Listen to what the other person is saying until they are finished talking, and think over the question being asked before answering. The interviewer has a purpose of asking the question and is expecting the candidate to answer it a certain way. Instead of thinking about what the correct answer is, think more about what the interviewer is trying to learn from your answer. Not listening until the end and jumping to conclusions or disregarding the question can give the impression that you lack comprehension skills or that you can only think of yourself and not the other person.

How to receive a business card

If you are a student, unless you are a MBA student, the case of receiving a business card is rare. However, when given a business card, always do so standing. If there are several representatives, make sure to receive the business card first from the highest positioned representative. When given a business card, stand up and take it with both hands. After you have received the business card, place it on the table. You can look at the business card(s) then. If there are several representatives, line up the cards in the order they are seated to make sure you address them with the right name. For many students, your resume will be your business card. Have your resume ready so you can hand it to them quickly when asked.

After the interview

After the interview, get up from your seat, stand next to the chair, and thank them for their time. When leaving the room, open the door and bow without holding the doorknob, and then close the door while thanking them. Also, we recommend you to check what the next step in the interview process is before the end of the interview.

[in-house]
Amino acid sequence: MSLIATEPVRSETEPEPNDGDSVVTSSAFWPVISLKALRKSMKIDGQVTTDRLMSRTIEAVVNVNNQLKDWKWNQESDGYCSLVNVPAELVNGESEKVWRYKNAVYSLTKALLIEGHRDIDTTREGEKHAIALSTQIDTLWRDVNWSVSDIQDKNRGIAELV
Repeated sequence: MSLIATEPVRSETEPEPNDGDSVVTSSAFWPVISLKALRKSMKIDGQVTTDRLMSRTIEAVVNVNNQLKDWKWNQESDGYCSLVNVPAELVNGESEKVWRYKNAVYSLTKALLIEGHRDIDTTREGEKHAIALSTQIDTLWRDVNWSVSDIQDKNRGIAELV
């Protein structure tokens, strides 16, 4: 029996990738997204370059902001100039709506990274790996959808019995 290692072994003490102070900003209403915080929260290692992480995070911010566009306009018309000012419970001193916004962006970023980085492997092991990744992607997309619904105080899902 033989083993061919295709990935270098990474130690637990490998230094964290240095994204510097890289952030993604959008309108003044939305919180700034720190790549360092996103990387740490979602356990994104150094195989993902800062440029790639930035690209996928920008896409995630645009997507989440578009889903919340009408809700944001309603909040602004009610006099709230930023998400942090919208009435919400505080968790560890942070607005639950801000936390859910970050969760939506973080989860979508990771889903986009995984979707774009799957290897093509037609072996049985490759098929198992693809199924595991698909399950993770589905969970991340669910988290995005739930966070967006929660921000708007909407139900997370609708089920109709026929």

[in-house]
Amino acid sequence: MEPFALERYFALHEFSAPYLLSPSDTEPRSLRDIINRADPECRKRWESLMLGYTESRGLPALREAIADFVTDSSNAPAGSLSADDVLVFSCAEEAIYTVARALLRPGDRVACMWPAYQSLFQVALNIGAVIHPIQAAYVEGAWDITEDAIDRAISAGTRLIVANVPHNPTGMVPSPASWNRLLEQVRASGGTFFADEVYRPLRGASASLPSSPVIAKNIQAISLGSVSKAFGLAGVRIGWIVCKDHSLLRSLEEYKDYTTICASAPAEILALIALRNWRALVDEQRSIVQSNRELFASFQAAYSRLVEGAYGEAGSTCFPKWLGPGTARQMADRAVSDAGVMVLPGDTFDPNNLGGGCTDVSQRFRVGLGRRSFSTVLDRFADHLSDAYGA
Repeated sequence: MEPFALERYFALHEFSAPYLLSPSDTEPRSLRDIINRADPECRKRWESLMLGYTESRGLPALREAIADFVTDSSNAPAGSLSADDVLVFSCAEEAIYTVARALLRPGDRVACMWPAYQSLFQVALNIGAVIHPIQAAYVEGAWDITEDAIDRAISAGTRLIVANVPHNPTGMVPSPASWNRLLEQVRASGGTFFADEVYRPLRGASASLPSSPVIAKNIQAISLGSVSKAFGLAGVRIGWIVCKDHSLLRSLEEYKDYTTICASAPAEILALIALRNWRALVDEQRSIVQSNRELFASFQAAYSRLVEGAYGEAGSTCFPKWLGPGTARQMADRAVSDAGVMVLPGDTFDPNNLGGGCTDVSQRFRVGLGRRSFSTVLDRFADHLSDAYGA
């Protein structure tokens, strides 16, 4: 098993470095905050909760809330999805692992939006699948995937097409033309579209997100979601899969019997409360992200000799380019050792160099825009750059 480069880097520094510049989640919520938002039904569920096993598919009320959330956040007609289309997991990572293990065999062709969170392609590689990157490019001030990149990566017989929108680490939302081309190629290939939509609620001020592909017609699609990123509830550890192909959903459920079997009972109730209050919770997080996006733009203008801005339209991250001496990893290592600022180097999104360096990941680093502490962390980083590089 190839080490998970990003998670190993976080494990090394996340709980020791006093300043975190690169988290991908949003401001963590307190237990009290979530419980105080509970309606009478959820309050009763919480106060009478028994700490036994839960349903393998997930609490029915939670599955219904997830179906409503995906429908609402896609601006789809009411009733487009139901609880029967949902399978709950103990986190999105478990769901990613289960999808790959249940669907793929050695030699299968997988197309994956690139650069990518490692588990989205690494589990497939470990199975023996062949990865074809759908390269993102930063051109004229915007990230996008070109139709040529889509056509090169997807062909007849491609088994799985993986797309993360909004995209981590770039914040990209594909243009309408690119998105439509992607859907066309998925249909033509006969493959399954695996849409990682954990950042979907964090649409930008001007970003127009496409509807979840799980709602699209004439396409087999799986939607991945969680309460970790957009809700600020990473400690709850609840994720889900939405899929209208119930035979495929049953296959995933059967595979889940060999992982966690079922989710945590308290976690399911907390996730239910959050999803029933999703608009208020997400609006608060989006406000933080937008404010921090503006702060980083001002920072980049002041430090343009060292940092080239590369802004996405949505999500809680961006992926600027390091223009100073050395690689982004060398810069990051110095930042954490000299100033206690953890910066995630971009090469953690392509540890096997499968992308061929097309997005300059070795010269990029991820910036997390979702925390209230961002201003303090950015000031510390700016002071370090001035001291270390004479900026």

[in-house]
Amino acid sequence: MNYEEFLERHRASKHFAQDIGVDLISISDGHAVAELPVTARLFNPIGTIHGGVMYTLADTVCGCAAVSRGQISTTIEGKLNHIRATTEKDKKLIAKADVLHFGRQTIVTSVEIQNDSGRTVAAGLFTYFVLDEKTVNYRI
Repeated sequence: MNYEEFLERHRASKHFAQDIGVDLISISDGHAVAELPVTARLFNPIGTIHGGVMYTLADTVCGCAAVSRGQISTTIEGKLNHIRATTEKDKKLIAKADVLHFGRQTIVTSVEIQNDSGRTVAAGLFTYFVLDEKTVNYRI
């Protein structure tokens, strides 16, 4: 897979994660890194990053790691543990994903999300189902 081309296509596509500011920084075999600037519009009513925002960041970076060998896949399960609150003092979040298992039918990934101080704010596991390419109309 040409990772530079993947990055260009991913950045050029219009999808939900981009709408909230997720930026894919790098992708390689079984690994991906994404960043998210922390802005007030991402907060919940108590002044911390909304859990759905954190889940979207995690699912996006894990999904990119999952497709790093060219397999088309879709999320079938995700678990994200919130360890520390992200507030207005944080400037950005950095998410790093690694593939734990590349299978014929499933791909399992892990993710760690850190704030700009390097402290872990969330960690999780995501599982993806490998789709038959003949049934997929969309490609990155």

The interviews at the Career Forums are held in booths or the interview rooms so when the interview is over, stand up, thank them and bow, then leave the booth.

Difference between company booths and interview rooms

Depending on the company, we recommend you to assume that interviews at the company booths are typically shorter and are about 10 to 15 minutes. The interview could last 30 minutes if the conversation is going well, but what you are able to say in a short amount of time during the interview and how you are going to make it through to the next interview process is key. Also, there are interviews happening next to you, so make sure you don’t get distracted. Many first interviews are held at the booth.

If you have a second and third interview, or if you have prior appointments already set up, you will typically have those interviews in a separate area called the interview room. Since the interview room is private, your interview will be held in a more quiet setting unlike the booths. At this time, in addition to the hiring manager, you may interview senior managers, senior executives, and other higher-ups of the company. There is a possibility that they may ask more in-depth, technical questions, so we recommend you practice and prepare by thinking of what kinds of questions they may ask.

to the Career Guide TOP